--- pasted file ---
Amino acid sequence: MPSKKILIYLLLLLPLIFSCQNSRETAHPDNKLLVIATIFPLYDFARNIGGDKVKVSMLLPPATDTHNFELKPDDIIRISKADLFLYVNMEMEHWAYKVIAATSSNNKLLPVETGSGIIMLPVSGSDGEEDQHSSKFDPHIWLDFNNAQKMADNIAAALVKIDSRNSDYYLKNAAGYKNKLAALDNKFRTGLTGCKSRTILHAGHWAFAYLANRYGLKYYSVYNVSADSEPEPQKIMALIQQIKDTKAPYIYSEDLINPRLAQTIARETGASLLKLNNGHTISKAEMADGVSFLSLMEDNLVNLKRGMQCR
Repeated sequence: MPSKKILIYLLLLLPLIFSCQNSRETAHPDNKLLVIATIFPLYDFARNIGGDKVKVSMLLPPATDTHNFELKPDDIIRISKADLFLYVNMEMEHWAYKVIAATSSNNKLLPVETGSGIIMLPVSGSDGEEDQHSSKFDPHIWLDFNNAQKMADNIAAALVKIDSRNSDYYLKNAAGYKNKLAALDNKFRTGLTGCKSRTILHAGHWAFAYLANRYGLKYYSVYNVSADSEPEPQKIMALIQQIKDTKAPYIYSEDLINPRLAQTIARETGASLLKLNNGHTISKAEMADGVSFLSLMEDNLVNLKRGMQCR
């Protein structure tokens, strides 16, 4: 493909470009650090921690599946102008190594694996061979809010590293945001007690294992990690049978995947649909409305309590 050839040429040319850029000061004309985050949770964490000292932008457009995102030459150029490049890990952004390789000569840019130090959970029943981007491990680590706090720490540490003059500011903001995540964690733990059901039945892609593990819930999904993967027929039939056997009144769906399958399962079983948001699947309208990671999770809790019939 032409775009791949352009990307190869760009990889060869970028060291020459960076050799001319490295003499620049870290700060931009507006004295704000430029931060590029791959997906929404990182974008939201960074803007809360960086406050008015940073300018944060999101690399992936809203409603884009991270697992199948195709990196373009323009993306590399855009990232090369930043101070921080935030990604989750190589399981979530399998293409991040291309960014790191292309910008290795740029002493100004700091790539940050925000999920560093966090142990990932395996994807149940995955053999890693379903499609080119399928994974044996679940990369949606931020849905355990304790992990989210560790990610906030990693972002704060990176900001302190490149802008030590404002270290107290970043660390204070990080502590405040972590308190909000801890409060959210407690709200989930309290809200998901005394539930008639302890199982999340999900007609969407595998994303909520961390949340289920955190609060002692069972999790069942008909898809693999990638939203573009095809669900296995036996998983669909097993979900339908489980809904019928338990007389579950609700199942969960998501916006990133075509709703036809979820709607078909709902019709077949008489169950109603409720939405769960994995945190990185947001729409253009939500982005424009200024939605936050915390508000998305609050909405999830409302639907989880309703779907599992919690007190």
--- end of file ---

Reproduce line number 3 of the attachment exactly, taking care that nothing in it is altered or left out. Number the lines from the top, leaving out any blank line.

């Protein structure tokens, strides 16, 4: 493909470009650090921690599946102008190594694996061979809010590293945001007690294992990690049978995947649909409305309590 050839040429040319850029000061004309985050949770964490000292932008457009995102030459150029490049890990952004390789000569840019130090959970029943981007491990680590706090720490540490003059500011903001995540964690733990059901039945892609593990819930999904993967027929039939056997009144769906399958399962079983948001699947309208990671999770809790019939 032409775009791949352009990307190869760009990889060869970028060291020459960076050799001319490295003499620049870290700060931009507006004295704000430029931060590029791959997906929404990182974008939201960074803007809360960086406050008015940073300018944060999101690399992936809203409603884009991270697992199948195709990196373009323009993306590399855009990232090369930043101070921080935030990604989750190589399981979530399998293409991040291309960014790191292309910008290795740029002493100004700091790539940050925000999920560093966090142990990932395996994807149940995955053999890693379903499609080119399928994974044996679940990369949606931020849905355990304790992990989210560790990610906030990693972002704060990176900001302190490149802008030590404002270290107290970043660390204070990080502590405040972590308190909000801890409060959210407690709200989930309290809200998901005394539930008639302890199982999340999900007609969407595998994303909520961390949340289920955190609060002692069972999790069942008909898809693999990638939203573009095809669900296995036996998983669909097993979900339908489980809904019928338990007389579950609700199942969960998501916006990133075509709703036809979820709607078909709902019709077949008489169950109603409720939405769960994995945190990185947001729409253009939500982005424009200024939605936050915390508000998305609050909405999830409302639907989880309703779907599992919690007190």